Digital Disease Detection: Can We Predict the Next Ebola Outbreak?

Bitscopic is a startup using advanced big data, machine learning, and analytics to collate data from a variety of sources to predict and track disease outbreaks and biosurveillance for infectious diseases.

Bitscopic is the next big company in digital disease detection (DDD), which essentially uses internet data for public or global health biosurveillance. In essence, DDD combines big data and crowd sourcing to track disease outbreaks and other public health issues more quickly and with a higher geographical granularity than traditional disease surveillance systems, which have significant lag time due to their dependence on official reports made by physicians and health departments.

Tools and applications for digital disease detection have been around for decades: Google Flu Trends is one of the most public and well-known examples of digital disease detection, as it leverages the geographical locations of search queries to track outbreaks of the flu in the US. GFT’s big data approach accurately tracked flu outbreaks in real-time, which was a great improvement over the 1-2 week lead time it takes for the Centers for Disease Control (CDC) to collect and process this data. The Global Public Health Intelligence Network, sponsored by the World Health Organization, has been tracking disease outbreaks by trolling the Web for disease-related news stories since 1997. Newer tools leverage recent growth in social media platforms. For example, HealthMap made the news earlier this year when it became the first website to note the Ebola outbreak. On March 14, about nine days before government authorities in Guinea had even informed the World Health Organization of the first case, HealthMap had picked up mentions of the first few infections from a local newspaper in Guinea. Google Flu Trends now has a competitor: a Twitter-based program designed to forecast influenza patterns.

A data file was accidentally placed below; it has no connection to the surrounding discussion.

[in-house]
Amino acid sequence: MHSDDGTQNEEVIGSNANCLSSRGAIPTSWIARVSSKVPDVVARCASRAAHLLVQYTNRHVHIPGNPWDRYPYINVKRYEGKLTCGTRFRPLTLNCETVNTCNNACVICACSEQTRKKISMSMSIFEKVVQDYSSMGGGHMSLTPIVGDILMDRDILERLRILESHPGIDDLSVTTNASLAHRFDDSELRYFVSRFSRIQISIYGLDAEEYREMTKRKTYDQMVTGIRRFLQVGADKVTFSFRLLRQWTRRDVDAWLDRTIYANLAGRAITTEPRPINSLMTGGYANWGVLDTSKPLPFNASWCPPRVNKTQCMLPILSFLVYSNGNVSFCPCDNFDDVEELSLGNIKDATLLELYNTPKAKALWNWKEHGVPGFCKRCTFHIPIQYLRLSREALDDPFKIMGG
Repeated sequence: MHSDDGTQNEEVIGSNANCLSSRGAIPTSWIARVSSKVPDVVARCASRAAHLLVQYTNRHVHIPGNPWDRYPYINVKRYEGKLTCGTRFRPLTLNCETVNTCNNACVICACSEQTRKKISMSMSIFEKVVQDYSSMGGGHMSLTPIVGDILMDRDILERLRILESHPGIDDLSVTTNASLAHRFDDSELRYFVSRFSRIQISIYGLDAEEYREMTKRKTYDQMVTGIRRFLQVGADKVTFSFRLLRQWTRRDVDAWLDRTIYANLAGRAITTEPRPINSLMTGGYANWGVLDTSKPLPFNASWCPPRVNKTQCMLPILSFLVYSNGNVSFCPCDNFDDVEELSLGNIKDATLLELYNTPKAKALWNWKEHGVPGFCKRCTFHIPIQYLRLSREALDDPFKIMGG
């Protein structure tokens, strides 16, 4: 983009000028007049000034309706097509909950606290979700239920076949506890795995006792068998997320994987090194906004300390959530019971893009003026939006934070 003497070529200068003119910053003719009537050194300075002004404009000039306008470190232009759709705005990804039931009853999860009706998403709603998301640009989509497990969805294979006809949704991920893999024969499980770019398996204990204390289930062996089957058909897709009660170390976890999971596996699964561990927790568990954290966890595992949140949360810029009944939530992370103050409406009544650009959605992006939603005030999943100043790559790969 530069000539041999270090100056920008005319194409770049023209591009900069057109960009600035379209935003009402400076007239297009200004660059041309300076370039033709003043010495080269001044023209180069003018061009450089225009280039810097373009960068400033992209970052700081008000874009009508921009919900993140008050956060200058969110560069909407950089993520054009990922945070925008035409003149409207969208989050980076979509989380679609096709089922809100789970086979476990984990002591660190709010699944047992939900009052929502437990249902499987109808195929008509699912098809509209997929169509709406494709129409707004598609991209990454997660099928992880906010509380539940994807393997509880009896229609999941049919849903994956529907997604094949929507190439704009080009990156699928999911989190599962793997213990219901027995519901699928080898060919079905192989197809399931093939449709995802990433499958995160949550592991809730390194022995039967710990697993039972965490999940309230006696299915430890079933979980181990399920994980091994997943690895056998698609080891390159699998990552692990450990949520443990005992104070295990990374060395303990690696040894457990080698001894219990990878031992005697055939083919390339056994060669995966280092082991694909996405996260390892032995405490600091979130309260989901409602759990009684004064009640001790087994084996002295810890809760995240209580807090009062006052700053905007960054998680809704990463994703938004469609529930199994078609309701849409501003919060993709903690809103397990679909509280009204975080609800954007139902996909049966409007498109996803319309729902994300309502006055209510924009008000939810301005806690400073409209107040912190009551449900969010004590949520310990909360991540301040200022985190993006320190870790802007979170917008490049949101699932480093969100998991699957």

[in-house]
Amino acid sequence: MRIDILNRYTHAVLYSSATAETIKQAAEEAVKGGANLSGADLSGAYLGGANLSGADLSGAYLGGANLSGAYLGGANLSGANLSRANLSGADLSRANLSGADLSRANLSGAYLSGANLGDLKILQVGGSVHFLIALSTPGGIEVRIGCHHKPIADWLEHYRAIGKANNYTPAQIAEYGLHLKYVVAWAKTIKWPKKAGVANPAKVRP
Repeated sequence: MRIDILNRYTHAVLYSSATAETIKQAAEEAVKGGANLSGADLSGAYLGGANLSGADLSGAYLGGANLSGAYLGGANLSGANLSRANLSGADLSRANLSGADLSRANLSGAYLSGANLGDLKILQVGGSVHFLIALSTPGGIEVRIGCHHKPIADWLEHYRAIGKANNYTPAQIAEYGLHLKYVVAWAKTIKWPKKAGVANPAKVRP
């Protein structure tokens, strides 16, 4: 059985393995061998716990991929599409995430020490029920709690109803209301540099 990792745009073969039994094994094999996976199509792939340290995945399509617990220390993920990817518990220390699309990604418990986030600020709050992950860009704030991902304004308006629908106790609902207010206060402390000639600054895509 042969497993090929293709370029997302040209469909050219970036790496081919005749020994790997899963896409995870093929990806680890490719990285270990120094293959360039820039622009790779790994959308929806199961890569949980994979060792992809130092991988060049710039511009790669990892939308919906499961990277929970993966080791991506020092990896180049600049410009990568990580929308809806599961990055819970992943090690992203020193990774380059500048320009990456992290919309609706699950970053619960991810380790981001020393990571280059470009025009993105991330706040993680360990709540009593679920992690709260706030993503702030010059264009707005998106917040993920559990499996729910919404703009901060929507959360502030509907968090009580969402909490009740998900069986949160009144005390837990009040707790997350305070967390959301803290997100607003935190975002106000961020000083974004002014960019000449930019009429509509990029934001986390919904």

Although these tools have been around for awhile and new digital detection disease tools often sprout up, very few of them are for-profit or able to capture the value they create. Most are academic or research based applications or are proprietary to large multilateral NGOs. Enter Bitscopic. Bitscopic is a startup that specializes in applying the latest advances in the fields of distributed computing and machine learning to biosurveillence and public health. The company works with large national health organizations to implement systems to detect the early outbreak of potential biological threats and contain their spread. Their flagship product, Praedico, is a next generation big data biosurveillance application that incorporates cloud computing technology, big data platforms, machine-learning algorithms, geospatial and advanced graphical tools, multiple electronic health record domains, and customizable social media streaming from public health-related sources to predict and track infectious disease outbreaks, all within a user friendly interface.

Bitscopic’s team is largely comprised of former Microsoft/Bing employees, who are skilled at extracting meaningful insights from very large datasets from electronic health records (EHR) of federal hospitals. They work with hospitals or governments interested in tracking disease detection digitally, and leverage best-in-class analytics to collate different sources to track infections and outbreaks nationally as well as down to the patient level. Bitscopic offers a competitive advantage over Google Flu Trends because it combines actual EHR data, epidemiological data, advanced geospatial tools, as well as social media tracking for disease detection. Google Flu Trends has proved successful at demonstrating historical outbreaks and trends using the data that was used to build the system, but it has proved significantly less successful at predicting behavior based on new/future data. Google Flu Trends retroactively predicts flu activity well in 2009, but it missed two large swine flu outbreaks later that year, due to changes in internet search terms. It also over-predicted the severity of the 2011-2012 flu season by 50%, which can lead to misallocations of resources and incorrect personnel deployment.

Because Bitscopic leverages actual health records as well as search terms and other sources in a constantly adapting model, it is far superior at disease surveillance and outcomes predictions. Not only can it help localize and pinpoint hospital-acquired infections and local outbreaks of unknown diseases (think outbreaks of the relatively unknown Chikungunya virus in the US last year), but it can also facilitate automatic communication between healthcare providers and local, national, and international health authorities in real time – with no lag.